The Odd Ones Out
Ever since first moving to East London I’ve been fascinated with the odd looking landscape in the neighbourhoods. There is a strange, illogical variety in the types of housing placed in a single neighbourhood. From council housing to old Victorian mansions and from Georgian row houses to post-war Drive-In houses, and all within a few metres of one another.
After searching for information on this subject it became clear that throughout the whole of London these weird collections of buildings occur. This is a direct result of the bombs that were dropped on London in a short period at the beginning of the Second World War, often referred to as the London Blitz. Because so much of London’s historical buildings and sights remained many tend to forget the change that the Blitz brought to the landscape of London. The air-raid did after all fail in demoralising the British.
During my research I happened upon a website called BombSight - Mapping the World War 2 Blitz Bomb census (www.bombsight.org), a website where the (most exact possible) locations and types of the fallen bombs are recorded for the whole of London.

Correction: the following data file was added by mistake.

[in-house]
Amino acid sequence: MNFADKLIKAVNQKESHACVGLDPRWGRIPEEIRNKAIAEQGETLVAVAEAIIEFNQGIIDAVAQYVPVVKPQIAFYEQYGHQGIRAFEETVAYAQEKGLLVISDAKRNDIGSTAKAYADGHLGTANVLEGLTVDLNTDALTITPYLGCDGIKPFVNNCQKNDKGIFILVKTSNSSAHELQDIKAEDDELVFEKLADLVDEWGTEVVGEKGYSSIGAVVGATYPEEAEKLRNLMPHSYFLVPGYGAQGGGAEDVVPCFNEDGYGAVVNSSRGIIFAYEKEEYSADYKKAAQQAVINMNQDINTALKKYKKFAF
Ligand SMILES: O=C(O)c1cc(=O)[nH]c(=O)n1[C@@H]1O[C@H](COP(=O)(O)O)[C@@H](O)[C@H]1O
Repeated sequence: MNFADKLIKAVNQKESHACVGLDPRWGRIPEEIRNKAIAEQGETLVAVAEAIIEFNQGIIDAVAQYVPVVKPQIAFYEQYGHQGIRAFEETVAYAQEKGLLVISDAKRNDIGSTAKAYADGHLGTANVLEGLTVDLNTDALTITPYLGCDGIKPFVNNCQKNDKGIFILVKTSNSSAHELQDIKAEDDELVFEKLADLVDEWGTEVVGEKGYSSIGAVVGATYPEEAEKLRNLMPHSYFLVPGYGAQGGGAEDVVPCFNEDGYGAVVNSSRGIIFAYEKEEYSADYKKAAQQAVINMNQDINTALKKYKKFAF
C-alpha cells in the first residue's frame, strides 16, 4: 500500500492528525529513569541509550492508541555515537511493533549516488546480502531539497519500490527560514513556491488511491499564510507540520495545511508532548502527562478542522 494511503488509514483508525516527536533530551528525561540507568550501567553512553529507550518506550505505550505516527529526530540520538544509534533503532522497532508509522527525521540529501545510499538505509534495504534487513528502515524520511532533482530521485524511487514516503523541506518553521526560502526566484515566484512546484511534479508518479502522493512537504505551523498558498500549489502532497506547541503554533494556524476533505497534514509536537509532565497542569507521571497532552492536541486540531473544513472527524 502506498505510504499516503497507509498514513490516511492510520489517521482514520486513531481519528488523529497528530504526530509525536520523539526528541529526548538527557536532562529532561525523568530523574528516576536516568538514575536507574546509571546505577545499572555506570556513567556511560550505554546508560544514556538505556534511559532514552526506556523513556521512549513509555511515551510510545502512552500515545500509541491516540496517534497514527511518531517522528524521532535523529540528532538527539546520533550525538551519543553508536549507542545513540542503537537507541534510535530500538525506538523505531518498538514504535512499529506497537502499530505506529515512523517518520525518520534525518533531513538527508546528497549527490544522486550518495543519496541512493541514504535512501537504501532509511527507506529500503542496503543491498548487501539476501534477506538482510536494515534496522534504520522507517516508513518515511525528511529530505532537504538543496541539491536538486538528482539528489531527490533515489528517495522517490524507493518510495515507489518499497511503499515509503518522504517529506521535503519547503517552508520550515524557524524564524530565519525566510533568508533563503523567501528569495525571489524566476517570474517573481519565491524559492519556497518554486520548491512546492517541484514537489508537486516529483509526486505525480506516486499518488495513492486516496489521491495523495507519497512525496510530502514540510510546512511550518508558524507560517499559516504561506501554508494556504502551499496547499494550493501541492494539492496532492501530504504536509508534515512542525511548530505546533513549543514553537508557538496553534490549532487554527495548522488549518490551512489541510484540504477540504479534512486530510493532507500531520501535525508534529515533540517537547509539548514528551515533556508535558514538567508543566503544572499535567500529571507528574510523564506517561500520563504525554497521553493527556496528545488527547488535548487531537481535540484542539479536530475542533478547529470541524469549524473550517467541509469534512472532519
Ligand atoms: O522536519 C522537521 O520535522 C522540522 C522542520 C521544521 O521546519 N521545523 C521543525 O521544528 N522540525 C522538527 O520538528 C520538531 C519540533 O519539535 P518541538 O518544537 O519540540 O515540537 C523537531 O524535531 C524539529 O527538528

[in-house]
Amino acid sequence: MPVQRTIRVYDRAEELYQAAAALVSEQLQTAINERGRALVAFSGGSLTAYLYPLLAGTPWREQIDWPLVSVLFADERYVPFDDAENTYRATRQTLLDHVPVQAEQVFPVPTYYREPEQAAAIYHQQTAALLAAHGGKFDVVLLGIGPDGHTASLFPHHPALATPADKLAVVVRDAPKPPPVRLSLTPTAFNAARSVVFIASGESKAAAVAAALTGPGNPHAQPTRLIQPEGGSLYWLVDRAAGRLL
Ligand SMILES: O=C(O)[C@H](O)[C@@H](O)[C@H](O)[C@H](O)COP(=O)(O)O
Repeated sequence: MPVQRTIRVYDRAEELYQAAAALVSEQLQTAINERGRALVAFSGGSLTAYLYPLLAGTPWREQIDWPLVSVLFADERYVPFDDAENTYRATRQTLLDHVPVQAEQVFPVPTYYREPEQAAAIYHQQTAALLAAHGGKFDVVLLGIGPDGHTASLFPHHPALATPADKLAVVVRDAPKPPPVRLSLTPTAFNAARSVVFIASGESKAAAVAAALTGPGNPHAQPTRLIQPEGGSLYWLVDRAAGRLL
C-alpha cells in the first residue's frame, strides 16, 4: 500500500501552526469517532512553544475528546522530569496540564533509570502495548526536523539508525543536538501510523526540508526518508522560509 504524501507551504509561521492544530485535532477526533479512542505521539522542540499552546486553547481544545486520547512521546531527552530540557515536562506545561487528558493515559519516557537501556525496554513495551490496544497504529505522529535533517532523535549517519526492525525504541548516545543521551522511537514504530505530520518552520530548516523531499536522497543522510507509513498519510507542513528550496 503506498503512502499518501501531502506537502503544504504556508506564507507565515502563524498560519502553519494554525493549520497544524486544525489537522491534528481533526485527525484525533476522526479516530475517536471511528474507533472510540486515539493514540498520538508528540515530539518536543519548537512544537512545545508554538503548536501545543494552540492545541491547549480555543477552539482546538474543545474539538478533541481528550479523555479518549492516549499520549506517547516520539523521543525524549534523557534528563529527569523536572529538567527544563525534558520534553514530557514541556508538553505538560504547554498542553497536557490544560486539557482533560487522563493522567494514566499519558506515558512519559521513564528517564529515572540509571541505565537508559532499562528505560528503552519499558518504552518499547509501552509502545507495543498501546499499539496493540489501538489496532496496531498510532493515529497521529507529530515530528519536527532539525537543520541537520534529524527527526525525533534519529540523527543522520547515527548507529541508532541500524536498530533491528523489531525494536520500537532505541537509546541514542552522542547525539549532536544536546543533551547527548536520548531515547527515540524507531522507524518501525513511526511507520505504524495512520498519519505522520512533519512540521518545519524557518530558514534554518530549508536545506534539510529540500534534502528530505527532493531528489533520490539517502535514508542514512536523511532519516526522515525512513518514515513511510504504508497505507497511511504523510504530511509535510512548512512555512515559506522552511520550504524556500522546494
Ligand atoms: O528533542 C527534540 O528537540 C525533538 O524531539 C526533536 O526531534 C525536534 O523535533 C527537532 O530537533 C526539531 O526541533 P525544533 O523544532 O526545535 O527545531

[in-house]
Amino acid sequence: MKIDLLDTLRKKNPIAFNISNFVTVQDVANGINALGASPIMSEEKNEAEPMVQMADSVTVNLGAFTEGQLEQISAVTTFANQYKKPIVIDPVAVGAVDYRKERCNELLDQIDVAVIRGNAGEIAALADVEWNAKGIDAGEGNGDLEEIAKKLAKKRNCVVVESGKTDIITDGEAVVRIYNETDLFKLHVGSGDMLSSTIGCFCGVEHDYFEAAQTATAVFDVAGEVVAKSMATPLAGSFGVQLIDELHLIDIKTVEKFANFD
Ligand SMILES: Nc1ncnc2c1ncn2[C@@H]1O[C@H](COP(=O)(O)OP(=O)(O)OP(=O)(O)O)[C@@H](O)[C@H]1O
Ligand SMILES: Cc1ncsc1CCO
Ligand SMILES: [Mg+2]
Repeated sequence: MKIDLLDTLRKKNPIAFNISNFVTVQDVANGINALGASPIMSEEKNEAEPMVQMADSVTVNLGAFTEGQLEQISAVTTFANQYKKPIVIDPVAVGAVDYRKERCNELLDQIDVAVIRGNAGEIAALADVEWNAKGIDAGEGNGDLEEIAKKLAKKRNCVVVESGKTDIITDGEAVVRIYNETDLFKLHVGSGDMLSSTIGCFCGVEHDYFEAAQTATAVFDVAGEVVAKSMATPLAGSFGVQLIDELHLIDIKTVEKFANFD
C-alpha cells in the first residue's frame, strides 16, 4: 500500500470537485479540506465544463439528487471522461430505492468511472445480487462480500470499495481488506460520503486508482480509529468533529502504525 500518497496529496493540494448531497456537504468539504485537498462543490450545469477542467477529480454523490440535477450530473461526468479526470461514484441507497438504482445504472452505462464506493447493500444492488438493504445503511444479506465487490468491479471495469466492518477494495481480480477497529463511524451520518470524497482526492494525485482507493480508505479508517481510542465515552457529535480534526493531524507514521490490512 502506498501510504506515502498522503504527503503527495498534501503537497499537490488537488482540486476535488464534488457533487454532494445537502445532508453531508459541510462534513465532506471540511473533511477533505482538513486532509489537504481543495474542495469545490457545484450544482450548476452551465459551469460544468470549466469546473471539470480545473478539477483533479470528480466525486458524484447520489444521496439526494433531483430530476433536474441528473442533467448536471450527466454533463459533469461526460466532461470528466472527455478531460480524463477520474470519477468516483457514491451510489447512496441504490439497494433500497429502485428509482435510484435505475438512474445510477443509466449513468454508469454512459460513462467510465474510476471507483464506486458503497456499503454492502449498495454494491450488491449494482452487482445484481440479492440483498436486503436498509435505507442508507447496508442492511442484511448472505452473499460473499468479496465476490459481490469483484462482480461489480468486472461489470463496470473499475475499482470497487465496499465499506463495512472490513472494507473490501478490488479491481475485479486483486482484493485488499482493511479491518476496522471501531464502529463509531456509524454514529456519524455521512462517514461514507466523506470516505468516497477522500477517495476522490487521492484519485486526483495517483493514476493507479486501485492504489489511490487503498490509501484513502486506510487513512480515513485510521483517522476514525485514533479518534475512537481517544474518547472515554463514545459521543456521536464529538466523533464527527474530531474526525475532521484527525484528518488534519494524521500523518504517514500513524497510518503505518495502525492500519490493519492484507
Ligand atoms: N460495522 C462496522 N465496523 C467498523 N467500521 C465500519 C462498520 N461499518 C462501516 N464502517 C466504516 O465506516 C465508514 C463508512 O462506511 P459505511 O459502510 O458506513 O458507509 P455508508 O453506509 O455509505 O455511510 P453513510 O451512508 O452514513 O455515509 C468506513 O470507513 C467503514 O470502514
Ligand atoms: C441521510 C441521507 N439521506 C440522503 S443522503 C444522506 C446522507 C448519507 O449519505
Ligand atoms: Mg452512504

For this project I focussed on the area of East London, and captured the result of the London Bomb Blitz, 75 years after it happened. Even after years of remodelling and new housing projects, the sites cause an odd formation of the East London landscape. As the intensity or impact of the documented bombs is not recorded the sites documented in this book were chosen because of their illogical placements in relation to the rest of the area and their overall appearance.